David Kaye and Andrew Fraser: Franchising and the crowd

Franchising is moving with the times. Originating with Albert Singer in 1851 (who used franchising as a method of distributing and servicing his eponymous sewing machines), it grew slowly over the following century before gathering pace in the 1990s and booming in the 2000s.

David Kaye, left, and Andrew Fraser of Harper Macleod
David Kaye, left, and Andrew Fraser of Harper Macleod
David Kaye, left, and Andrew Fraser of Harper Macleod

Nowadays it has become commonplace and we are starting to see a wide variety of would-be franchisors taking to crowdfunding platforms such as Crowdcube and Kickstarter to try to secure funding for their franchise development plans.

Franchising is an enticing method of growing your business, however the cost of franchising your business can often be prohibitive as most of the costs have to be paid before a franchisor recruits its first franchisee (and is able to start recovering its investment from franchise fees).

Hide Ad
Hide Ad

By way of example, the fees charged by franchise consultants, lawyers and other professionals in setting up the network and the cost of marketing and advertising franchise opportunities for sale all require to be paid in advance of any franchisees coming in to the business. Given this, would-be franchisors need to make sure they have this “development capital” in place to fund the set-up costs.

While banks (particularly those with designated franchising teams) have always been keen to stress their support for the franchising industry and are ready and willing to lend to many franchisees of established brands such as Domino’s Pizza or McDonald’s, we have noticed a reluctance since the recession to lend development capital to relatively new businesses seeking to franchise.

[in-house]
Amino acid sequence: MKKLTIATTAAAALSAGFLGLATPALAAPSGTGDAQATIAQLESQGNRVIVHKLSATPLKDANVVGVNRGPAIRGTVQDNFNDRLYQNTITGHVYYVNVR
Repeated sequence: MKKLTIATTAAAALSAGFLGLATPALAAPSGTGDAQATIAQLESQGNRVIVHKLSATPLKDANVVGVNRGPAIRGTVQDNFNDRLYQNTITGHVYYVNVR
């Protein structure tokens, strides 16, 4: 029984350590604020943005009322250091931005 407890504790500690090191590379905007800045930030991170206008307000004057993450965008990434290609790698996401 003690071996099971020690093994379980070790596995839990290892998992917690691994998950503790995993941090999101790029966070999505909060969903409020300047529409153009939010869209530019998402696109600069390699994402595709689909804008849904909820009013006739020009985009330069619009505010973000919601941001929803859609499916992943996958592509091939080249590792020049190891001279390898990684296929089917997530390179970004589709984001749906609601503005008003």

This has forced such businesses to look into more innovative ways of securing funding including crowdfunding. Whilst not a new concept, crowdfunding has seen significant growth in recent years thanks, in a large part, to increased internet accessibility and a significant increase in the number of platforms.

Crowdfunding utilises large groups of people (the “crowd”) to collect a significant number of small contributions which (when added together) makes a usable sum. Equity crowdfunding (where members of the crowd invest in return for a shareholding in the business) is the method most frequently used by start-up and early stage businesses and, as such, it fits well with businesses looking to franchise.

The advantage of the equity model are that funding can be raised quickly with limited upfront fees; presenting the franchise project via the crowdfunding website is useful marketing which can raise awareness of the brand and help recruit a franchisor’s first franchisee; and sharing the plans for franchising and monitoring any reaction or feedback is a great way of testing the potential market for franchisees.

Indeed, as a live case study, one of our clients, specialising in craft beers and ciders, successfully raised £107,130 on Crowdcube in May and hopes to use the funds to aid their expansion through franchising.

We predict that crowdfunding will increasingly be used as an alternative means of raising the development capital required to set up a franchise operation and, going forward, the establishment of new franchise brands will no longer be subject to the discretion of a bank.

David Kaye and Andrew Fraser, of Harper Macleod, act on behalf of franchisors and franchisees throughout the UK and internationally on all manner of franchising issues including setting up franchise networks, buying and selling franchised businesses and managing franchise disputes